Exhibited: Royal Academy, 1872
This painting was in the collection of the late Mr Charles P. Matthews of Havering-atte-Bowe, Essex, and was offered for auction by Messrs Christie, Manson and Woods at their auction house at King Street, London, on 6 June 1891.
Athenaeum, 25 May 1872:
Mr. Eyre Crowe is rapidly securing for himself a high position … Howard succouring the Galley-Slaves of Venice, A.D. 1778 (909), his largest picture, will interest the public less than the other and smaller paintings he has contributed. The view gives the side and deck of a large Venetian galley, a boat which has come alongside, the sea, and the distant towers, spires, and other buildings of the city. This picture is very hard, as, indeed, Mr. Crowe’s productions usually are, but it is intensely sunny, although not warm. The red-painted deck of the galley and her high poop are shown, her short masts and furled and striped sails. Howard, readily recognisable by his face and costume, stands upon the deck, and distributes among the slaves the great round loaves he has brought; the boat alongside contains blankets and other comforts for the sick captives; the slaves are nearly naked; one of them cuts his loaf eagerly; and others wait their turn for food. The execution is of that thorough and careful kind which rewards the inspection he invites. There are not a few points of fine colour, yet, as a whole, the work lacks colour, and the very solidity of the painting renders it rather opaque. It is pleasant to observe with what skill the little figures in this and the smaller pictures here have been drawn, – how thoroughly their actions have been studied; and we are glad to see workmanship so nearly perfect as the drawing of the galley.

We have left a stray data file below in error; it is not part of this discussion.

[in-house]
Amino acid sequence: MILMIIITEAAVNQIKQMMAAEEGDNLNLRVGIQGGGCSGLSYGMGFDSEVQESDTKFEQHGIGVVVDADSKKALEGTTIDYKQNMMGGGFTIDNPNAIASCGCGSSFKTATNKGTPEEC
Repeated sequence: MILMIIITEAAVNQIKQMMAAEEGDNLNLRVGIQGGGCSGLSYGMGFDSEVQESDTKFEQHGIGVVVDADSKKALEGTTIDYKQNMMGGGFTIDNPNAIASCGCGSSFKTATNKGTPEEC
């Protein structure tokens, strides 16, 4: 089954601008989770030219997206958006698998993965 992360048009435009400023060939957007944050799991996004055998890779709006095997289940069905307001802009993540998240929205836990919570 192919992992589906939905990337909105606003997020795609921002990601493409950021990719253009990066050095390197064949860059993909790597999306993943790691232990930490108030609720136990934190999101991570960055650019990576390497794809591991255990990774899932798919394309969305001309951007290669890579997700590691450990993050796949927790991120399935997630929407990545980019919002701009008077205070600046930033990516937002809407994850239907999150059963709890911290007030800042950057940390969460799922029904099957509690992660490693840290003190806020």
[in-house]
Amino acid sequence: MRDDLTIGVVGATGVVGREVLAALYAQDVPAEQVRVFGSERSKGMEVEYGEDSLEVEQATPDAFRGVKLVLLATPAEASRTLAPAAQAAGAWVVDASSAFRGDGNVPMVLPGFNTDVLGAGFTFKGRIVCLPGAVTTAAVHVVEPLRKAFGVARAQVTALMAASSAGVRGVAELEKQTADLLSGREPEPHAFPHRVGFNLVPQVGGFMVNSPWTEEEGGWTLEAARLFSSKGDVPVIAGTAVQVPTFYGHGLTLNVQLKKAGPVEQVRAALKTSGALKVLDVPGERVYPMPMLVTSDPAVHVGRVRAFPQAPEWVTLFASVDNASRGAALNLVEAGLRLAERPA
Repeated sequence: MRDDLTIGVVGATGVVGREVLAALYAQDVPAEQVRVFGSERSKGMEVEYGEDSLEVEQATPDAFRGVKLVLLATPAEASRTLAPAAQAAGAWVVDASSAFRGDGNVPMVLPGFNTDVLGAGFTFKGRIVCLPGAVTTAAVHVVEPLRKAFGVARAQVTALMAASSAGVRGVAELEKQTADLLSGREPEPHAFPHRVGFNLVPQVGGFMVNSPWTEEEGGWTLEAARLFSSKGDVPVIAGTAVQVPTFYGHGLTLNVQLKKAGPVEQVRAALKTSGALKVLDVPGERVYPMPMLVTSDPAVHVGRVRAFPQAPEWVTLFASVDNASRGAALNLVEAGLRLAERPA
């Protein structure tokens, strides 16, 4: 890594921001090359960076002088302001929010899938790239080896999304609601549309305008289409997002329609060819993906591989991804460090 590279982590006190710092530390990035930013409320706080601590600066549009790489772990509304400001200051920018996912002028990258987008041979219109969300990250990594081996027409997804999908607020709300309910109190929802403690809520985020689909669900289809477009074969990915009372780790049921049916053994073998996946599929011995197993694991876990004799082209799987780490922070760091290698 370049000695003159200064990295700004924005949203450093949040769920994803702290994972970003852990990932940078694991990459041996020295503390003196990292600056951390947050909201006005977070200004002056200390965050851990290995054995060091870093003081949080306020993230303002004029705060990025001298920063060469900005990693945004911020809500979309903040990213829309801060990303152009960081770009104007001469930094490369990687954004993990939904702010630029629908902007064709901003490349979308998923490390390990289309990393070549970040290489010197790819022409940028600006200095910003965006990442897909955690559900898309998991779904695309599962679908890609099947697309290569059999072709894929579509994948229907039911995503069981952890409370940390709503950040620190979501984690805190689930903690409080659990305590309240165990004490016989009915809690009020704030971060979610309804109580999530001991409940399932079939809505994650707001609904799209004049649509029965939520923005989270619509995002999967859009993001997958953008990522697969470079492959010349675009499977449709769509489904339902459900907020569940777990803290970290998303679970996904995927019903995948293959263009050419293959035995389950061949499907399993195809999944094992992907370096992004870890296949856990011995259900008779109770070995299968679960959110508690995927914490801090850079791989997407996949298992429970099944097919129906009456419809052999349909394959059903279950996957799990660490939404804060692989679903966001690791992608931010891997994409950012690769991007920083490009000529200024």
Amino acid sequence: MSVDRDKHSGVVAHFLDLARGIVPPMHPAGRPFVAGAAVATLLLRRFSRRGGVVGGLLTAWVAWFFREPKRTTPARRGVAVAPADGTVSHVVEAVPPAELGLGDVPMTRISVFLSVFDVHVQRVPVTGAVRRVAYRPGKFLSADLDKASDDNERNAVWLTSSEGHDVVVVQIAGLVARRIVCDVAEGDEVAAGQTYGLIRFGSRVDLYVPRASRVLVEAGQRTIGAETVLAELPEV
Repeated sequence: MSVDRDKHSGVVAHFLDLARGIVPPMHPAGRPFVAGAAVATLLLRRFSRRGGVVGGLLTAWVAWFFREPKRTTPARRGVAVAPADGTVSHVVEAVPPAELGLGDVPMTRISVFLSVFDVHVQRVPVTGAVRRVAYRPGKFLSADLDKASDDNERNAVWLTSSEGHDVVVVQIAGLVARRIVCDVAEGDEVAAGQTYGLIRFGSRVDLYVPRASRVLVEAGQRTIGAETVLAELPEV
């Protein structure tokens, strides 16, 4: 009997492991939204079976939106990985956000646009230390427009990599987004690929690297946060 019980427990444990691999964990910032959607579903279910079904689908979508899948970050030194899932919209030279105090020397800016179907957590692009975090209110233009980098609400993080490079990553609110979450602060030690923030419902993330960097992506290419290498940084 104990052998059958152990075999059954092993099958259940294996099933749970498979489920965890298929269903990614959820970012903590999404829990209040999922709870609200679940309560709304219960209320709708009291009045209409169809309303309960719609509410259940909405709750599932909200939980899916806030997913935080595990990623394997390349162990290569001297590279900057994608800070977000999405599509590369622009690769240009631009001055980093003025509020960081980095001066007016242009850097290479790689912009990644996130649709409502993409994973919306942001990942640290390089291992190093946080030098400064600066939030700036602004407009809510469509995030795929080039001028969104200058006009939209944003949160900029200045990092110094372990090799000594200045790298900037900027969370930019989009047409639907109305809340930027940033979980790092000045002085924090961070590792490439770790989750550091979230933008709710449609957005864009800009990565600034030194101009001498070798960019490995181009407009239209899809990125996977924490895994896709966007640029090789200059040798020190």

The Times, 5 June 1872:
Mr. E. Crowe’s principal picture, ‘Howard succouring the Galley-slaves at Venice’ (909) is a work of the utmost care and conscientiousness, though it fails of pictorial effect from the uniform hardness of the execution, and the want of real glow in the colour in spite of all the effort to give the effect of diffused Southern daylight. The representation of the details of the galley is most careful, and the wretched slaves, falling eagerly on the brown loaves which the philanthropist is distributing, and their brutal guards, are excellently conceived and thoroughly wrought out.
Art Journal, July 1872:
E. CROWE opens up a train of reflection, bearing rather on Art than on philanthropy, which cannot here be entertained. In any examination of the picture, the galley always comes forward as the subject (rather than the charity of Howard); such however as it is, it is admirably worked out.